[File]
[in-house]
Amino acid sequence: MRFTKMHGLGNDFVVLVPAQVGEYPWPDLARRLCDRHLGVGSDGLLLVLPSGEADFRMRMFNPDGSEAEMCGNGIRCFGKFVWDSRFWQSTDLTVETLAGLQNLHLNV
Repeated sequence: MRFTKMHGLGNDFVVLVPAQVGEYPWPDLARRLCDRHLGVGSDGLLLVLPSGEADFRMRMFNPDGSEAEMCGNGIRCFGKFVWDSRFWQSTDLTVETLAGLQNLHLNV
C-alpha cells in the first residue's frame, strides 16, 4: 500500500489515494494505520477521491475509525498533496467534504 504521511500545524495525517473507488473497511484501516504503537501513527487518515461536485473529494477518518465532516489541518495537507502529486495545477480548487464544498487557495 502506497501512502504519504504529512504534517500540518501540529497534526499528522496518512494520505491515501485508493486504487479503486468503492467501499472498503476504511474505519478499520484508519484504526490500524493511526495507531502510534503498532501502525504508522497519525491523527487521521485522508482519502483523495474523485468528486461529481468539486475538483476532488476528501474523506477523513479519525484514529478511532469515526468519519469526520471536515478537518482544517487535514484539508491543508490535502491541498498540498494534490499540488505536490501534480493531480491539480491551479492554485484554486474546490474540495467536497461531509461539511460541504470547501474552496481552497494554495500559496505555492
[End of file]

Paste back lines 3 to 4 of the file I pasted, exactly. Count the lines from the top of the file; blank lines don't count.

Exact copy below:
Repeated sequence: MRFTKMHGLGNDFVVLVPAQVGEYPWPDLARRLCDRHLGVGSDGLLLVLPSGEADFRMRMFNPDGSEAEMCGNGIRCFGKFVWDSRFWQSTDLTVETLAGLQNLHLNV
C-alpha cells in the first residue's frame, strides 16, 4: 500500500489515494494505520477521491475509525498533496467534504 504521511500545524495525517473507488473497511484501516504503537501513527487518515461536485473529494477518518465532516489541518495537507502529486495545477480548487464544498487557495 502506497501512502504519504504529512504534517500540518501540529497534526499528522496518512494520505491515501485508493486504487479503486468503492467501499472498503476504511474505519478499520484508519484504526490500524493511526495507531502510534503498532501502525504508522497519525491523527487521521485522508482519502483523495474523485468528486461529481468539486475538483476532488476528501474523506477523513479519525484514529478511532469515526468519519469526520471536515478537518482544517487535514484539508491543508490535502491541498498540498494534490499540488505536490501534480493531480491539480491551479492554485484554486474546490474540495467536497461531509461539511460541504470547501474552496481552497494554495500559496505555492